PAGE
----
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On Friday, May 17, 2019, Tahirih held its 22nd Annual Gala, welcoming more than 400 donors, volunteers, pro bono professionals, clients, and supporters for an evening of celebration, reflection, and action. Actor and musician, Penn Badgley, served as the evening’s Master of Ceremonies.

“Tonight, we are going on a journey. A journey to bear witness to the violence that millions of women and girls around the world endure strictly because of their gender. A journey to break down a system of injustice that survivors must navigate after courageously standing up and saying no more to this violence. And a journey to understand how the Tahirih Justice Center works to walk with these heroes seeking safety and freedom, with the ultimate goal of equality for all.”

He then invited guests to consider their own journey. Were they there because they or someone they knew had experienced injustice? Were they there because they were already a partner of Tahirih or wished to be? Whatever the reason, all were on this journey to justice together.

“In my current role, I play an obsessive-compulsive stalker who believes he’s a feminist and true gentleman. Following the logic of romantic tropes like “the-man-who-won’t-give-up-to-win-her-heart”, he stalks and murders people in order to solidify his relationship. The conclusions he reaches are certainly extreme, but his reasoning is based on an all-too-common, centuries-old script passed down through generations of men. That script is very real. Love equals protection, which involves possession, and control. Like so many in this room, I’m eager to re-write that script. I want to do my part – however small – to transform society. To foster the empowerment of women. To shift cultural norms and re-imagine our human journey.”

Penn addressed the audience with profound commitment, humble devotion, and eager readiness to make change. Change for women, who have faced unimaginable violence at the hands of a loved one. Change for children, separated from the parents who sacrificed all that they knew to bring them to safety. Change for Vilma, a detained Tahirih client whose daughter was forcefully taken thousands of miles away for 8 months.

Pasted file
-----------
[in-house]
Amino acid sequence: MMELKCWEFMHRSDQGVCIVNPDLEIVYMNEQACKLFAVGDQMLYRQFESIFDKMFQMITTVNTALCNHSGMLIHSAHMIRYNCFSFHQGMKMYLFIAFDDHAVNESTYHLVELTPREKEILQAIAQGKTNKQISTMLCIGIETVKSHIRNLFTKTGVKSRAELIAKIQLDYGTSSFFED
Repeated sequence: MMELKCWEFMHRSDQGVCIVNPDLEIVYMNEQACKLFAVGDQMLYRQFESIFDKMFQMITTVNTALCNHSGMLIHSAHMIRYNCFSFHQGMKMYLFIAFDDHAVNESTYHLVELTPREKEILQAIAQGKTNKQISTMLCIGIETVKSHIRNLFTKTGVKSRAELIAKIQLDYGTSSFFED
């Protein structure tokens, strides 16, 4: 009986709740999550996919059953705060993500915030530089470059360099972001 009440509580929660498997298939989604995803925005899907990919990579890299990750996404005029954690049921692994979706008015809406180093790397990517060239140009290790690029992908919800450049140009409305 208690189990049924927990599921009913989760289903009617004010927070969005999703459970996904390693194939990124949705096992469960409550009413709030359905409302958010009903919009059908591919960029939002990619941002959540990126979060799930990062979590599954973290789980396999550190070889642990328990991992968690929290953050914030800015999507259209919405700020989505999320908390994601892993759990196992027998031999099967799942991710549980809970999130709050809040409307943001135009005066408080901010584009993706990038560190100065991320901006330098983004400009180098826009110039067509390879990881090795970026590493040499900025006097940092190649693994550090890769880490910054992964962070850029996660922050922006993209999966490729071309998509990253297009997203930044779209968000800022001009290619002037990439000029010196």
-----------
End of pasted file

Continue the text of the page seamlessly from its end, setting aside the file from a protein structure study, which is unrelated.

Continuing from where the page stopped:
“So, why was Vilma incarcerated? What was her ‘crime?’ She fled Guatemala after enduring years of horrendous violence by her daughter’s father, even losing four front teeth after being repeatedly punched in the face. But here’s the thing: seeking protection from persecution is not a crime.”

And it isn’t. Seeking asylum is not only enshrined in our national laws, but international treaties as well.

Penn met Vilma for the first time in December of last year, visiting her in a south Georgia detention center with Tahirih Atlanta’s Executive Director, Shana Tabak. He was overwhelmed not only with his aching desire to help get her released, but also by her incredible inner strength and beauty.

“I was disarmed by how often she was able to smile inside the detention center. She is profound in her faith; she prayed to God and trusted that her prayers were being heard. She saw her pro bono attorneys as answers to those prayers.”

So, Penn did the only thing he knew he could – picked up his phone and got on social media.

“I did my best to help amplify Vilma’s story. Thousands signed a petition, her Tahirih attorneys continued to litigate, and the public called on Immigration and Customs Enforcement to release her.”

And, it worked.

On January 11, eight months after being detained and separated from her daughter, Vilma was released. Penn went on to share that when he heard the news, his heart first burst with happiness for Vilma and her daughter Yeisvi, and then quickly sunk with the remembrance of the thousands of others still incarcerated and still separated from their children.

“I am deeply honored to act as your Master of Ceremonies this evening. And I take that moniker seriously. While I may not be a master, this could be seen as a ceremony of sorts. It’s an opportunity we could call sacred, or meaningful, where we are gathered together, in a group, our thoughts all converging on the same issue. We will learn, we will reflect, we will ponder, and when we are moved, we will act. We will arise. We will contribute to the collective goal. And we’ll witness others doing the same.”

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